A Note about the Title
Years ago, Hetney, a little boy at Summerhill, went round muttering to himself:
“Neill! Neill! Orange Peel!” The phrase caught on and has lived for more than twenty-five years. To this day, small children follow me around chanting the words, and my usual reaction is: “Wrong again. Not orange peel—banana peel.”
I have selected this rhyme as the title of my autobiography, because it sums up my life with children; indeed, it might be the motto for Summerhill, if we believed in mottoes.
These words tell the whole story of my school and my life. They show how the gulf between generations can be bridged—or rather abolished—for they do not connote cheek or hate: they mean love; they mean equality. If every kid in the world could call his teacher Orange Peel, or an equivalent, my mail would not be filled with letters beginning: “I hate my school; can I come to Summerhill?”
See the full book here
Can students be persuaded to get into the feet and ears of their audience?
I call myself Steve because "Stephan" could be "Stephanie" or "Stephane" or "Stefan" -- it gets confusing. Is McCrea "mc CREE" or "mc CRAY AH" or is it spelled MacCrae?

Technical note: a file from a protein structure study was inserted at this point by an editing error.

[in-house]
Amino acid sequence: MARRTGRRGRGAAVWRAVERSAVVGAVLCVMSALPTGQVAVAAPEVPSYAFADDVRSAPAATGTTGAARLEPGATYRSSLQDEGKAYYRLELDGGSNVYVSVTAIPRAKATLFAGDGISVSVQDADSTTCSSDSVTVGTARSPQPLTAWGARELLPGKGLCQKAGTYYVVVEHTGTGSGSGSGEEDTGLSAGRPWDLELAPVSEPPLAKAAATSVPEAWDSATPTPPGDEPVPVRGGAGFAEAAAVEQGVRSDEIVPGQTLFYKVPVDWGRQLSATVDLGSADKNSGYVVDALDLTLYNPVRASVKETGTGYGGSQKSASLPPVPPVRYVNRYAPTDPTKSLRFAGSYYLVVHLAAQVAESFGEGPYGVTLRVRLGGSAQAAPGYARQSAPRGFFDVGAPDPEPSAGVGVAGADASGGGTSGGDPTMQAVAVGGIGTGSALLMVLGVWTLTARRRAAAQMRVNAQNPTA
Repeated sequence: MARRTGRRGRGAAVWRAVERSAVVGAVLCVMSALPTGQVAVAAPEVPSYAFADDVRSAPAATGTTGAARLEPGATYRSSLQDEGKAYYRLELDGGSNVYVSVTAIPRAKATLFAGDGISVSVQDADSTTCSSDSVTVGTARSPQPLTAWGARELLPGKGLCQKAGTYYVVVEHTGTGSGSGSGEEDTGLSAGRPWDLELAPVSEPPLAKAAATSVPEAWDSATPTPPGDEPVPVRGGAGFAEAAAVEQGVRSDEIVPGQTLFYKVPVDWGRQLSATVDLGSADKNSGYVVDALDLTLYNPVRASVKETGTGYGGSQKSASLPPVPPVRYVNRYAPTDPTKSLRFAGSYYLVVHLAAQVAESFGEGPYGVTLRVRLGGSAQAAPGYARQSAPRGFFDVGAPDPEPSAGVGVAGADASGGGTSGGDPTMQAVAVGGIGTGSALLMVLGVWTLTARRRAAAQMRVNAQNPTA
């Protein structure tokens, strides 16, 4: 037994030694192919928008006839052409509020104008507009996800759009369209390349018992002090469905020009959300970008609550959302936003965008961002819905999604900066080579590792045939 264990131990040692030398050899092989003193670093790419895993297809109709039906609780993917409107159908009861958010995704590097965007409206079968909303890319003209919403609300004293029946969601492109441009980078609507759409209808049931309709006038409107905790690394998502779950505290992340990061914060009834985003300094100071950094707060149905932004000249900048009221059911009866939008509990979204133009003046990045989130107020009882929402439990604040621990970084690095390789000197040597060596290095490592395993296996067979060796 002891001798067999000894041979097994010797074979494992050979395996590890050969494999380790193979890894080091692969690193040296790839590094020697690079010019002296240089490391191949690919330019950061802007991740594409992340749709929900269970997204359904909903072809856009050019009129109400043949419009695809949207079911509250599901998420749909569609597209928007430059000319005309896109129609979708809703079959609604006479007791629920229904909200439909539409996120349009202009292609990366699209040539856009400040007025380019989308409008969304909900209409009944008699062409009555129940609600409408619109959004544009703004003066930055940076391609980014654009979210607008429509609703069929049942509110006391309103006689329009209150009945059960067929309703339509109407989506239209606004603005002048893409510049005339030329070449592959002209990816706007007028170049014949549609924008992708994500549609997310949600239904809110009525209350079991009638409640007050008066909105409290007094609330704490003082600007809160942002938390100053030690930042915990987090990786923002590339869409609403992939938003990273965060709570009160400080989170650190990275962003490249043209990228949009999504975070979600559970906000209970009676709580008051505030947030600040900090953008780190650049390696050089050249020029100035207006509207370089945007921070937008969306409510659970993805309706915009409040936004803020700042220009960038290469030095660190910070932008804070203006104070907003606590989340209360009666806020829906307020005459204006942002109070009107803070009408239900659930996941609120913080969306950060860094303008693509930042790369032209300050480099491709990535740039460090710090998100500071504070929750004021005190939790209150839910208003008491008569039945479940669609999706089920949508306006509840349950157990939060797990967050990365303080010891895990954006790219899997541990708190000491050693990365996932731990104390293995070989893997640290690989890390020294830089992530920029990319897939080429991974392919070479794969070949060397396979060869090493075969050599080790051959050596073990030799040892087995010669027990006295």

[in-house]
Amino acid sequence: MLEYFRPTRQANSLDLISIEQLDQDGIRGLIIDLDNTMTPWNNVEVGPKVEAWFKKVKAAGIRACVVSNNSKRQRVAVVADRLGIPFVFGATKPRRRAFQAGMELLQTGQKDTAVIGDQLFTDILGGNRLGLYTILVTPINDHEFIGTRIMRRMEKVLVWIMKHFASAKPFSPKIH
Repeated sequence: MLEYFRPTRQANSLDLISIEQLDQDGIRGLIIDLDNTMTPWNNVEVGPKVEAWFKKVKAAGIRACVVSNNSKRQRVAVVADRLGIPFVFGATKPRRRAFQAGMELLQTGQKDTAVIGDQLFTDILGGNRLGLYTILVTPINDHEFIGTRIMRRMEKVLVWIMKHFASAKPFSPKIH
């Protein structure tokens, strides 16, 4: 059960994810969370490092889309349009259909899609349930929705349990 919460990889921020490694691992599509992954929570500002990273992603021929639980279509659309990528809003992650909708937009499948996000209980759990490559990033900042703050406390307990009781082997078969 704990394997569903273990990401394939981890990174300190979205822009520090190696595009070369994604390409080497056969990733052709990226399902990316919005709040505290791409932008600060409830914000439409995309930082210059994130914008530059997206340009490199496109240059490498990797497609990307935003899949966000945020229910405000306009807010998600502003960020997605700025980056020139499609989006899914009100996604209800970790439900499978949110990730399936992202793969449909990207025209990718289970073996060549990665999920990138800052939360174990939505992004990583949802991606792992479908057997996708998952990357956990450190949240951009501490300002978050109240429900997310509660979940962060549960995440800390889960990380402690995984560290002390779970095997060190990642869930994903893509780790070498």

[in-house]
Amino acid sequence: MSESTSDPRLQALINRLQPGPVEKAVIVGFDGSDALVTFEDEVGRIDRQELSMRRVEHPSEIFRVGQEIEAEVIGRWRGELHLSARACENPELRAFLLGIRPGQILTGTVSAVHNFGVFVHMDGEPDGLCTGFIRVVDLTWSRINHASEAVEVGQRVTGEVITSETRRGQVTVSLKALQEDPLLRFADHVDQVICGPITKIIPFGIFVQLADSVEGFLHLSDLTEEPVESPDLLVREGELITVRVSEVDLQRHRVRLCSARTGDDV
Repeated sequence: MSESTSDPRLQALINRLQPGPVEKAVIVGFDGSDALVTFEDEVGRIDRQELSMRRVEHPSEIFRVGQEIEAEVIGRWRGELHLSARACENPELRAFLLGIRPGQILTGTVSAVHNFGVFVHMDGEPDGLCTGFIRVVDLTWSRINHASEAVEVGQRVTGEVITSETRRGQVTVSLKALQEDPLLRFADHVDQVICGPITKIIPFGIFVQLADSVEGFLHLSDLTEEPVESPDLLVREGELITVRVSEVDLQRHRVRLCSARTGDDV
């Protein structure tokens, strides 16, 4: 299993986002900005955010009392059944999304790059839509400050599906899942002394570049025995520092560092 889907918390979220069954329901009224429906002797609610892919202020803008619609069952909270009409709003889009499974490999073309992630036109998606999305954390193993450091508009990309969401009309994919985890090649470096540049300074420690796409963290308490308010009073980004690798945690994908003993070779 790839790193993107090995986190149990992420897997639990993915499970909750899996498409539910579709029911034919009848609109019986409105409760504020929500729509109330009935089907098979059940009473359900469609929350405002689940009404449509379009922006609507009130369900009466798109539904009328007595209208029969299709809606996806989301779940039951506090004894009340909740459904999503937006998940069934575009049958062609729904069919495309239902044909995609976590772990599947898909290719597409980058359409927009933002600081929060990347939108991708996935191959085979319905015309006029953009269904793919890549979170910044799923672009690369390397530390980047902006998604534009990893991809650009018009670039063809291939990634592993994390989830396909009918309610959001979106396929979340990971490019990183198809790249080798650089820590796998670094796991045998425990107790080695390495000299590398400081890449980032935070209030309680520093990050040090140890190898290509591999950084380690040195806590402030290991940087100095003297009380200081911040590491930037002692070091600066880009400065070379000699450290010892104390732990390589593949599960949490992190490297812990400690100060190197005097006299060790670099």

IT's so simple: "Mr. Steve."
This also means that I might not pronounce "eun Yon" perfectly and I might suggest that you call yourself "Hannah" or "Betty" or "Jessica."
What is your "radio name"? What is your name for the telephone?
Debbie Ellis was not the birth name of a radio personality.
Debbie E might be another way to call herself.
What name will you choose for yourself so that it's easier for people to write down your name?
Your name can be flexible with your audience.
When I'm speaking with students from Mexico, I'm Esteban.
Faith Popcorn (born as Faith Plotkin) is a futurist, author, and founder and CEO of marketing consulting firm BrainReserve.
(from the Wikipedia article)